The men’s race should be equally entertaining. Here, reigning Olympic champ Nathan Adrian gets to flash his speed in the leadup to the U.S. Olympic Trials. Adrian has swept the 50 and 100 freestyles at 4 of the past 5 Arena Pro Swim Series stops (Minneapolis, Austin, Orlando and Mesa) and has an outside shot at the series points title with another sweep in Santa Clara. Former world champ James Magnussen is competing for Australia, looking to regain his 2013 form, and we get a rematch of the Chalmers/Rooney matchup, this time in an event more tailored towards Chalmers.

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5 years ago

Adrian will win the 50/100 free no doubt in my mind, he’s been so consistent. People see cam and florent winning the gold but I have faith in Adrian he’s storing up for something big

Irish Ringer
Reply to  Uberfan
5 years ago

Adrian will get that BMW for a year too after this meet 🙂

Reply to  Uberfan
5 years ago

I am with u also on that one – Adrian will be bad ass strong this summer in both races .

Swimmer A
5 years ago

Has SunYang swum in the States before?

Reply to  Swimmer A
5 years ago


5 years ago

Adrian should win the M100free. Chalmers could provide reasonable competition. Magnussen 2016 vintage (post op) is a shadow of the 2012 model

W100free looks anyone’s race. Elmslie currently has a faster season’s best than any of the Americans but her current condition may not be conducive to a fast time.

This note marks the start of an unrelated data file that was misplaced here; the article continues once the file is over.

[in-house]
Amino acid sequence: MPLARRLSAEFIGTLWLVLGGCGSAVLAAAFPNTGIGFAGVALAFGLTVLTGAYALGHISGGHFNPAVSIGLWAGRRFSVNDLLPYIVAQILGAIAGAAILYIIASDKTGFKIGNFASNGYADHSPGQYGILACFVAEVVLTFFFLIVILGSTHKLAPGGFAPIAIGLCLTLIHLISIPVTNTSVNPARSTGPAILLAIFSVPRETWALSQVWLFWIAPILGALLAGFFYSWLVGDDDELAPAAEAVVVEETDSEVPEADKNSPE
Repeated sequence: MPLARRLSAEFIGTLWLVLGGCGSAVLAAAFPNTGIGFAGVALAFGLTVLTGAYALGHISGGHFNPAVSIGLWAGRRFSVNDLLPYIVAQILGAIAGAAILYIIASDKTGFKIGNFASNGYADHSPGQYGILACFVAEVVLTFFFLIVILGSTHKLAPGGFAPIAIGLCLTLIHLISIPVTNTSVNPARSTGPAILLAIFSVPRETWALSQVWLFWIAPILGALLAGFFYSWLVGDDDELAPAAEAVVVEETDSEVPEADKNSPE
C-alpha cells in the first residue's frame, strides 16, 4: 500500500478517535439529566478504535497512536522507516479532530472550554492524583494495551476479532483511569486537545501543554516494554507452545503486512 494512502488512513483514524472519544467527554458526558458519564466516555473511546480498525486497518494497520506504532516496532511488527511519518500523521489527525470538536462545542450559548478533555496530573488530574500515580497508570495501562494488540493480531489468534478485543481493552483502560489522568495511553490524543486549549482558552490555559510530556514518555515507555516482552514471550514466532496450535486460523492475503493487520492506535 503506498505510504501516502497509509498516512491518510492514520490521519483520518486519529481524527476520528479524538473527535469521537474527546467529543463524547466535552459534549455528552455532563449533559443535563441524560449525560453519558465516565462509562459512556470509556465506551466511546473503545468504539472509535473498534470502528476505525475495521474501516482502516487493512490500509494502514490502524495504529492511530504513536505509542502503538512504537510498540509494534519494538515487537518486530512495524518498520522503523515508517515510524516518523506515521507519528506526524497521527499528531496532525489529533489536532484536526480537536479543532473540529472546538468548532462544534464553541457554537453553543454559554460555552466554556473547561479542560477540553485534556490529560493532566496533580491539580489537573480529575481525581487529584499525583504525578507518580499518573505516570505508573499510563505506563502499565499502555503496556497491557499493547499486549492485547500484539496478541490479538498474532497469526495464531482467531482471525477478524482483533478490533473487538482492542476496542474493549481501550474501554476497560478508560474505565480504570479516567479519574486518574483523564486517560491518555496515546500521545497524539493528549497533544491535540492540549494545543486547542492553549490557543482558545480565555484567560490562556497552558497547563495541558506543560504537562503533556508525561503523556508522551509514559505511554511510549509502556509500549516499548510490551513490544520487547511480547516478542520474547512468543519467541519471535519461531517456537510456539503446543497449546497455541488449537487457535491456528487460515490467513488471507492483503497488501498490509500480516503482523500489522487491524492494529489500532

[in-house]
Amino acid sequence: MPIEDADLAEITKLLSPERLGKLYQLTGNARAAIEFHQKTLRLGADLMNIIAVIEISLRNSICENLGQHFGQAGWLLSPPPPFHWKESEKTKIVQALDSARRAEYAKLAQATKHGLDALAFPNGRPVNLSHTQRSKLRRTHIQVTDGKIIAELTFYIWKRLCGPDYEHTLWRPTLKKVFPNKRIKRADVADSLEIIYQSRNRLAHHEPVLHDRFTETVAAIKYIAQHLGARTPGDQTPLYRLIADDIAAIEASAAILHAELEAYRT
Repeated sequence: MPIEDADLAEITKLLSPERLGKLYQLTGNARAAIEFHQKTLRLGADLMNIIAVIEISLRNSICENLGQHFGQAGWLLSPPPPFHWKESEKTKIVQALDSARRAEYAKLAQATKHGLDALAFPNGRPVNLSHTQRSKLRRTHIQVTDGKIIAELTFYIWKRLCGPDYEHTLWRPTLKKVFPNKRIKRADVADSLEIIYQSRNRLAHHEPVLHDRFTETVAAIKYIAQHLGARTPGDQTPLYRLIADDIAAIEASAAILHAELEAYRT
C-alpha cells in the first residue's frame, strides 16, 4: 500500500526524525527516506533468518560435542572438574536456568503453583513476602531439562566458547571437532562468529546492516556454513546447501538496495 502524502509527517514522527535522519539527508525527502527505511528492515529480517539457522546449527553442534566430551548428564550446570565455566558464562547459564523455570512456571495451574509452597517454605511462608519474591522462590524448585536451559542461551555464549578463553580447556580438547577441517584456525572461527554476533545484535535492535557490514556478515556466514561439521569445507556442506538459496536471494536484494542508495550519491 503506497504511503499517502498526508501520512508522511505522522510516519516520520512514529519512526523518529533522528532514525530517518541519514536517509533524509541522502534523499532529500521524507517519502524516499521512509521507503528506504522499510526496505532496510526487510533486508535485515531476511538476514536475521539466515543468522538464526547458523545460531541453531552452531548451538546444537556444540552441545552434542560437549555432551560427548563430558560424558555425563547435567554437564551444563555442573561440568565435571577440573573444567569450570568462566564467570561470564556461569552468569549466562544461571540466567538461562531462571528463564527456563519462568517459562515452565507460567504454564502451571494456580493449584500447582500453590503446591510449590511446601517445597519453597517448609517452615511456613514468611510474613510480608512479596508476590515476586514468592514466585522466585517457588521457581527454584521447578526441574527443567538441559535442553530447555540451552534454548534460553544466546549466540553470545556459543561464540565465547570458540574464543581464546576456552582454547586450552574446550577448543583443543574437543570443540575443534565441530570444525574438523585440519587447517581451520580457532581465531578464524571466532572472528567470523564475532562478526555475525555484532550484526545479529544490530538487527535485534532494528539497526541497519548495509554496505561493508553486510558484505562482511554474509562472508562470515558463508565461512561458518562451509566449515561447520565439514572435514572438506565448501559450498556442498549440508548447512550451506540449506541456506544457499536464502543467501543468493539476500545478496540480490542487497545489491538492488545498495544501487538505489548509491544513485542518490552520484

AUS trio of Seebohm, Wilson & Atherton could clean up the W100back unless a local is in better than 59mid shape.

Larkin v Murphy will be interesting. Larkin has shown a capacity over the past year of being fast in season so his times should be at least 53mid-low in the 100 & 1.55s in the 200. Much will depend on where Murphy’s condition is at this point.

M200free looks… Read more »

5 years ago

Are the Santa Clara and Indianapolis Pro meets normally held on the same weekend?

5 years ago

Strange Emma Mckeon seed time in 100 free in Psych Sheet is this: 11 McKeon, Emma 22 St Peters Wester-US 55.27. I thought she swam 52.80 during Australian Olympic trials.

Reply to  Gee
5 years ago

Imaging someone talking about the race who has no knowledge of world ranking not understaind how a 11th seed is crushing almost all the field easily..

Reply to  Rafael
5 years ago

Fair enough points, McKeon has a season best exponentially faster than this field. However, she is not racing this event in Rio outside the 4×100 and her preparation will be more centred on her individual races (200free & 100fly) therefore she may not necessarily blow this field out of the water.

Reply to  commonwombat
5 years ago

I think Gee and Rafael were talking about a Jared Anderson’s article, which completely ignores Emma mckeon.

And then mckeon destroy everyone, which would be really funny.

Reply to  Smoothswimmer
5 years ago

Oh, very valid points. Some of the writing on this site is prime entertainment value if nothing else !!

5 years ago

Its a possibility that Seebohm takes down Missy’s U.S. open record in the 100 back

Lazy Observer
5 years ago

Is it unusual that Lochte isn’t competing in any of these competitions? Or is his club as a whole not competing? Also, I haven’t paid attention in a few months: is Tyler Clary competitive in any races this year?

5 years ago

Why are there two stops of the arena pro swim series in the same weekend?

About Jared Anderson

Jared Anderson

Jared Anderson swam for nearly twenty years. Then, Jared Anderson stopped swimming and started writing about swimming. He's not sick of swimming yet. Swimming might be sick of him, though. Jared was a YMCA and high school swimmer in northern Minnesota, and spent his college years swimming breaststroke and occasionally pretending …